I’m a proponent of using psycho-sexual evaluations in sentencing.  I take the position that failure to at least ask for assistance in that regard is IAC in child sexual abuse and child pornography cases.  I have no problem with the prosecution using psycho-sexual testimony, assuming it is based on a legitimate evaluation and the defense has had a legitimate opportunity to have their own evaluation.

The flaw in Ellis is that the government expert never talked with the accused.  The flaw isn’t related to the Static-99 or similar tests.  All experts who do psycho-sexual evaluations (at least legitimate ones) will tell you that a personal interview and testing is critical to a proper evaluation using Static-99 or other instruments, and included in that testing is a polygraph.  In this case the government expert did not have a critical part of the evaluation.  IMHO this case is wrong, not as to the use of psycho-sexual evaluation testimony, but as to the adequacy of the foundation for that testimony.

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2 responses to “CAAF issues two decisions”

  1. Peter E. Brownback III says:

    I believe that the advice to DC is going to get some of them into some serious trouble.

    “Ergo, if you don’t challenge, then the government can get away with it. So the lesson to the defense is never ever agree that any “remedy” suggested by the military judge is sufficient.”

    I realize that you do not mean what you say, but some of your readers may take you at your word. Not all MJs are willing to put up with unlawfully obstructive behavior.

    Counsel are officers of the court. They can and should be directed to detail what remedy they propose and the legal basis therefore. This applies to both TC and DC. A counsel who refuses to comply can find her/himself in serious troubles.

    I believe that a better approach would be to provide counsel with a proposed remedy which might stretch the bounds of what is required but is not beyond the bounds of legitimate argument or extension of the current law. Most MJs will be happy to receive such a proposal and will then switch fire to the TC.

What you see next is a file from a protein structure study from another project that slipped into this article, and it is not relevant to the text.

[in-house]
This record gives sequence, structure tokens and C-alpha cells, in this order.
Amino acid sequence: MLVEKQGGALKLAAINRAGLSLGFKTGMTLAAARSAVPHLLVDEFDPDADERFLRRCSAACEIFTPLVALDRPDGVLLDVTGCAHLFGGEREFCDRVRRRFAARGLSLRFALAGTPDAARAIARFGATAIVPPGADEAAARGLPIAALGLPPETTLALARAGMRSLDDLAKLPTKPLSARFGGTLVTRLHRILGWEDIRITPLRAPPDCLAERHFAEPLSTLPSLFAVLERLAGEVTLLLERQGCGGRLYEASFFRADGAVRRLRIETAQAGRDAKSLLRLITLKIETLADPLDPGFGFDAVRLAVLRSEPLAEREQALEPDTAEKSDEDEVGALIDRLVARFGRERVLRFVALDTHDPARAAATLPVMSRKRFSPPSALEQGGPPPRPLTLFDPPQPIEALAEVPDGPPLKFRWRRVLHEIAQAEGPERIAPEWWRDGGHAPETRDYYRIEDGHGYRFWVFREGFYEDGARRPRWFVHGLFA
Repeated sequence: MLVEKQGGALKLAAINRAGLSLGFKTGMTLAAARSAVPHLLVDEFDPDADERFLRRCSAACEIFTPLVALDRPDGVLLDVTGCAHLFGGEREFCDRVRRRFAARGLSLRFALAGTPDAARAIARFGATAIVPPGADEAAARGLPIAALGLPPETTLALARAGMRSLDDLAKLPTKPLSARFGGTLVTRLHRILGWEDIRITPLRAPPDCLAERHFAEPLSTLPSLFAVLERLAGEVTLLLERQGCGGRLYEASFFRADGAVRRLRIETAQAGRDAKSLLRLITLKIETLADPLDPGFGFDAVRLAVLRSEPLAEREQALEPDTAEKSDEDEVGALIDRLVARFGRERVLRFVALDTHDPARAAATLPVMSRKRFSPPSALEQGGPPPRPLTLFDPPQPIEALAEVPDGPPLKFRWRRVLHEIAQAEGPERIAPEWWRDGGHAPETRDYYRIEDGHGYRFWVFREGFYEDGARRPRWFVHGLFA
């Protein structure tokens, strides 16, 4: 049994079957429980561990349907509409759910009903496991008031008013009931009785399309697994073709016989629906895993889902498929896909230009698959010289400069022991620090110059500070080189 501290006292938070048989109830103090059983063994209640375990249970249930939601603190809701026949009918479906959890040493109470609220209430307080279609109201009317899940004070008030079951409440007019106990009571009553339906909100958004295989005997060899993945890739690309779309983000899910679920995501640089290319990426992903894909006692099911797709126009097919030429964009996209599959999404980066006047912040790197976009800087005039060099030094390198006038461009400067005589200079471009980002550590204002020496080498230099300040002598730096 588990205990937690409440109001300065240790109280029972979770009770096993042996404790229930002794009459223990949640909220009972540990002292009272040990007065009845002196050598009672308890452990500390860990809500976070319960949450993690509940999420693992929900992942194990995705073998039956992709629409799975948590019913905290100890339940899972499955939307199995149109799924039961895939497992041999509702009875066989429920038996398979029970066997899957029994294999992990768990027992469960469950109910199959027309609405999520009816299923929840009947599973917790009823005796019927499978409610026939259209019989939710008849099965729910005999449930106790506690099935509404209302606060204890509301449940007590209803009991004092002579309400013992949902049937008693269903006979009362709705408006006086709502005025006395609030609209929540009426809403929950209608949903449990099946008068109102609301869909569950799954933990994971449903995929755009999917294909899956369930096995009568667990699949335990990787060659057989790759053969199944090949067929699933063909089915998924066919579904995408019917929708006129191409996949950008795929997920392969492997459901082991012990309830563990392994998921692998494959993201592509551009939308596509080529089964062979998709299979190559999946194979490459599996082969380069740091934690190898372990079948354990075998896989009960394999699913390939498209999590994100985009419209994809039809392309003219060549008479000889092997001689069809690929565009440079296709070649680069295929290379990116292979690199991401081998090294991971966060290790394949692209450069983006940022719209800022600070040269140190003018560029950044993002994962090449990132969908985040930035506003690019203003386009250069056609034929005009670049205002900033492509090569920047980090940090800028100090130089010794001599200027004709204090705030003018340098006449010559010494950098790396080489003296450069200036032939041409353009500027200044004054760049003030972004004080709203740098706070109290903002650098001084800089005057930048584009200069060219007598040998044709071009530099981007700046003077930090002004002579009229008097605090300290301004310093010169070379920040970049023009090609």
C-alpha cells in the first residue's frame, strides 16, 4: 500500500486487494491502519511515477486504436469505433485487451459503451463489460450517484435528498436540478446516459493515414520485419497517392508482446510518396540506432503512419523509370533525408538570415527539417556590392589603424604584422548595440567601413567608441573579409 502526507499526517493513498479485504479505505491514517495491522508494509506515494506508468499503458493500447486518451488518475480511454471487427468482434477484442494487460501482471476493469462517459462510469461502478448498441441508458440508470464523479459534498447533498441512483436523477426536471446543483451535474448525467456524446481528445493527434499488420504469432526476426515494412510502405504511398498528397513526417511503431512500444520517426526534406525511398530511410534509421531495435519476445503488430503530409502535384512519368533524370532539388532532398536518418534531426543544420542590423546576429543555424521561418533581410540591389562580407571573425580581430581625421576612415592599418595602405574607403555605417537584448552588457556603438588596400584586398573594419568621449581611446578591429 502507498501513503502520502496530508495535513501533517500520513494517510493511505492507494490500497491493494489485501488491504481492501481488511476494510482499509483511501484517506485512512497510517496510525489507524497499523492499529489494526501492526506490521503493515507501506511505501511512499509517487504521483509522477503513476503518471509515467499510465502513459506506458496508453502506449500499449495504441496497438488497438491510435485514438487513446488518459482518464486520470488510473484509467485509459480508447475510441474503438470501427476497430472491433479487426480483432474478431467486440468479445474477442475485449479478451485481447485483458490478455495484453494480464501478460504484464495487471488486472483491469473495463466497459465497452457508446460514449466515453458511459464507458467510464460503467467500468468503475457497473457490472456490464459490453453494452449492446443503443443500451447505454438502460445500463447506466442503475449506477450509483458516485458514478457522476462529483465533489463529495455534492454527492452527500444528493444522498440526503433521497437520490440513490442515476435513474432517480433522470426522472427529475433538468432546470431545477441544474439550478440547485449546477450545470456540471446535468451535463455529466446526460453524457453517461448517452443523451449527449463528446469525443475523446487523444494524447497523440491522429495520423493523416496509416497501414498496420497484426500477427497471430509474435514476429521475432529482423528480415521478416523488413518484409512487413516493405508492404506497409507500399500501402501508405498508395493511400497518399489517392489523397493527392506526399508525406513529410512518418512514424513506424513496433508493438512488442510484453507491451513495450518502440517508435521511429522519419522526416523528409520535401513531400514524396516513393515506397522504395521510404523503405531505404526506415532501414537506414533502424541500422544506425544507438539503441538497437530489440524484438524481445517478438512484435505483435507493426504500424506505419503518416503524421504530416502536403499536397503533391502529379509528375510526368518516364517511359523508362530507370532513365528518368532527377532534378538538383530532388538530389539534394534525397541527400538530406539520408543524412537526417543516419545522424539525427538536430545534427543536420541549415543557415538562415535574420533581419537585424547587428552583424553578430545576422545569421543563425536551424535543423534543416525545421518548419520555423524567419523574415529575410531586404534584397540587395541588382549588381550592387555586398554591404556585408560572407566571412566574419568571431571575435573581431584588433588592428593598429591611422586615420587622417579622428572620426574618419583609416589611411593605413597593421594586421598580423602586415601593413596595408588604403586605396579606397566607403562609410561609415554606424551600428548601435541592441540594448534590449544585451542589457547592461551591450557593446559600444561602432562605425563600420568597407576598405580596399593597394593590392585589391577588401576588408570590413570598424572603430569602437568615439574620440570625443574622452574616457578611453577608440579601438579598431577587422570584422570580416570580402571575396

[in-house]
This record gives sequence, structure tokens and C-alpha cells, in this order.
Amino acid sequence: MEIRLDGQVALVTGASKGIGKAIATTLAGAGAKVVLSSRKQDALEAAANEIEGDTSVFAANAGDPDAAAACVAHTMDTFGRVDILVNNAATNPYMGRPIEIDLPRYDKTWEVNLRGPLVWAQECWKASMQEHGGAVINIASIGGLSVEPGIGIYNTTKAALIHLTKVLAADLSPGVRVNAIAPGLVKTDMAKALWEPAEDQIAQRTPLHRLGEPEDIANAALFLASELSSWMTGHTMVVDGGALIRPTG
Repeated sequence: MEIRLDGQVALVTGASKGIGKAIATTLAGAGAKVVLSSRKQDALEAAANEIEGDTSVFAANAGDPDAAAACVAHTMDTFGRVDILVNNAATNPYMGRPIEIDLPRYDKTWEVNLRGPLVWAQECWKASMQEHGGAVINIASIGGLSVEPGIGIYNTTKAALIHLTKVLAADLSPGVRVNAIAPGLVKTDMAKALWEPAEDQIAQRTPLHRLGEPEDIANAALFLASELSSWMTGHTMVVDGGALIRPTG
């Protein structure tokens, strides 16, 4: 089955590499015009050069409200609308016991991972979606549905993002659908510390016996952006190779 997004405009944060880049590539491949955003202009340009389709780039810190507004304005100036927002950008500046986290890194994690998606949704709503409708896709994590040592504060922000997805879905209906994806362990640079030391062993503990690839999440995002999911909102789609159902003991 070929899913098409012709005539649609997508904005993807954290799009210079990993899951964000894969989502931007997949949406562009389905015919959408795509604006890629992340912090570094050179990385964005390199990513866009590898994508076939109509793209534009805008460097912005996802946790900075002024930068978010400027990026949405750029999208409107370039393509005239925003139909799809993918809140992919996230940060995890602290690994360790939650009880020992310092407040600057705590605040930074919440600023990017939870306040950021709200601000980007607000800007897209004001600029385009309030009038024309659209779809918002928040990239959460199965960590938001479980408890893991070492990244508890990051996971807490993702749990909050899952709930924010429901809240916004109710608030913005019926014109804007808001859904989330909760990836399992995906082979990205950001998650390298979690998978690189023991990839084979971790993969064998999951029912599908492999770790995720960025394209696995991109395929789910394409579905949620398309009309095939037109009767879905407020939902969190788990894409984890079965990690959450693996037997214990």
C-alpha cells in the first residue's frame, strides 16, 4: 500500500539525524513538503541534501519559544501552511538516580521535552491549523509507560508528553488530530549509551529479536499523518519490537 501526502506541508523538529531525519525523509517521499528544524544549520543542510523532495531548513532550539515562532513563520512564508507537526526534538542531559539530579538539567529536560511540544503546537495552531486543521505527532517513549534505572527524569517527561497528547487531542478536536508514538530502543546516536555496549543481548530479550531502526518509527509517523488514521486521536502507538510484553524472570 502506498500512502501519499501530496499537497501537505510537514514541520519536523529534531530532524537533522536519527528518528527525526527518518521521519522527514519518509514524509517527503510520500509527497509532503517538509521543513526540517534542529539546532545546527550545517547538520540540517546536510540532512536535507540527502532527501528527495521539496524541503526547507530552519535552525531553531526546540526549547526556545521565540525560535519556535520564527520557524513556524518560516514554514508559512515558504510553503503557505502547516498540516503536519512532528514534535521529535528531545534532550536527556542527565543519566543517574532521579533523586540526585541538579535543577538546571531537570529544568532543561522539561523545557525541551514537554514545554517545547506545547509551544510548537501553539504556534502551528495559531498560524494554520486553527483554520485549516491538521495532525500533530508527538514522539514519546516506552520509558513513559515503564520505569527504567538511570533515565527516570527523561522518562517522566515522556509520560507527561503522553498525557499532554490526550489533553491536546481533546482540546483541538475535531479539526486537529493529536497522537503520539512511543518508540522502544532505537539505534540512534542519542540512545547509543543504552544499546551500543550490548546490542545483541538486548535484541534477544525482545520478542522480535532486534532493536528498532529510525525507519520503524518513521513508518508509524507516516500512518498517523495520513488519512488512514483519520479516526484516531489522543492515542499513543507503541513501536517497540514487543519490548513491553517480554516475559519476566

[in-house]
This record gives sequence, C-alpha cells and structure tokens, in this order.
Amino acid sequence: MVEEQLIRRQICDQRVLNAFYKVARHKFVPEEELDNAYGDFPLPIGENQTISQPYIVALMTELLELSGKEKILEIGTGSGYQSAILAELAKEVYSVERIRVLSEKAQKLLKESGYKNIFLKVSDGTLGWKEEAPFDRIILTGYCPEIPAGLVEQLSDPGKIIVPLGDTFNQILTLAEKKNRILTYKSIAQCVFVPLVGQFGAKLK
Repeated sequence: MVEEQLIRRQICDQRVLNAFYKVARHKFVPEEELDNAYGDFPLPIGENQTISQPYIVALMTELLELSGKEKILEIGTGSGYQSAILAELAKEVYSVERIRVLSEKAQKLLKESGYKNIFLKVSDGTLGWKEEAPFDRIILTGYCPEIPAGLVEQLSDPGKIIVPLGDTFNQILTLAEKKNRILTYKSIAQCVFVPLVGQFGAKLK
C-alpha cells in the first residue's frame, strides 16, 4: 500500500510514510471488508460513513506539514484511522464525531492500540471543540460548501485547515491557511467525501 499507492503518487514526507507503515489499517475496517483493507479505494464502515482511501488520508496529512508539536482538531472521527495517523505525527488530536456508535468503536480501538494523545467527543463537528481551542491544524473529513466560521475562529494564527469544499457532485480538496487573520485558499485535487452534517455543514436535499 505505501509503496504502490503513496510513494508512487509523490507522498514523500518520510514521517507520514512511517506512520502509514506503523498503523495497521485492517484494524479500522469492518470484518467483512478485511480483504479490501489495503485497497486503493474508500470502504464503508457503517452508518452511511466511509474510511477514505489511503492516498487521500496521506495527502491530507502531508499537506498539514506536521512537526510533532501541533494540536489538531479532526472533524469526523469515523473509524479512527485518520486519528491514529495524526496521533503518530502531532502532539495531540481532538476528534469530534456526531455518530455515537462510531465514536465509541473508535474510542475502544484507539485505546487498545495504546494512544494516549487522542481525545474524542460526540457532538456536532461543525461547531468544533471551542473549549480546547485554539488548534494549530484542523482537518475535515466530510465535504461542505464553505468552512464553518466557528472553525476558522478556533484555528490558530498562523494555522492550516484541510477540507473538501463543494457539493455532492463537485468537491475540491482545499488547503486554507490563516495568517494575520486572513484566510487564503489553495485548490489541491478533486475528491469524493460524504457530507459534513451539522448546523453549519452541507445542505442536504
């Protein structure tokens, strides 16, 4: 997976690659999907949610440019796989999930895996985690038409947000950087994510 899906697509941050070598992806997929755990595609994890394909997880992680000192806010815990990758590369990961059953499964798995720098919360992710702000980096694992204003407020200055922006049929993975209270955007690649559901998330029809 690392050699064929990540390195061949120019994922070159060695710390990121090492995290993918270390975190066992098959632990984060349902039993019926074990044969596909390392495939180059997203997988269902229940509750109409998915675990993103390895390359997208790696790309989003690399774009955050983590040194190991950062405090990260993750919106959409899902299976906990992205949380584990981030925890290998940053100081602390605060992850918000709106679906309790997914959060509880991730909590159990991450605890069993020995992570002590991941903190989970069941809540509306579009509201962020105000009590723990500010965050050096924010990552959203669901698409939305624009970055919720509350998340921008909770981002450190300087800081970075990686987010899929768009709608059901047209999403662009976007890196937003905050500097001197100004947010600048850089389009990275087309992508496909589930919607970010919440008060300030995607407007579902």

The MJ is simply trying to get a case tried IAW the law. Almost all MJs that I have known all willing to go beyond what is legally required if given a good reason therefore. For instance, see MJ Henley in the AF COL(P) case.

  2. Viking says:

    Peter, thanks for the thoughts.
    Perhaps that part could have been better said with a [?] after the sentence?
    I think the remedy that a defense counsel should propose for UCI is dismissal with prejudice, and no other. It is true that the appellate courts are allowing more leeway, especially when a judge can issue potentially curative instructions or remedy. But I still think a DC can honorably object to a MJ’s remedy as being insufficient. I don’t think that a DC has to volunteer a cure, unless they believe there is a benefit to be gained to the client.
    I’m not sure continuing to object to any remedy is unlawfully obstructive behavior. And certainly if a MJ directs something the DC has the duty to follow through once the objection is properly and effectively made into the record. I do agree that not following a MJ’s order once made would be unlawful, and a bad idea. But it has to be clear that the participation is over objection and not “actively participating.” An MJ who tells the counsel to come up with a remedy in this situation is shifting responsibility, IMHO. It should not be up to the defense to participate and remedy a prosecution created problem.
    My frustration and rant is how all of this typically ends up with the defense carrying the bag. This is my perception, I understand, but it seems that the government can get away with it so long as the defense doesn’t object, or doesn’t suggest a remedy, or doesn’t object forcefully enough, or . . . A few dismissals with prejudice ought to be good for the system.
    [BTW COL Henley is one of the judges I have a great deal of respect for because of his willingness to do the right thing without putting his thumb on the scales one side or the other.]
    Note sure I’ve answered your concern, but thanks for expressing it.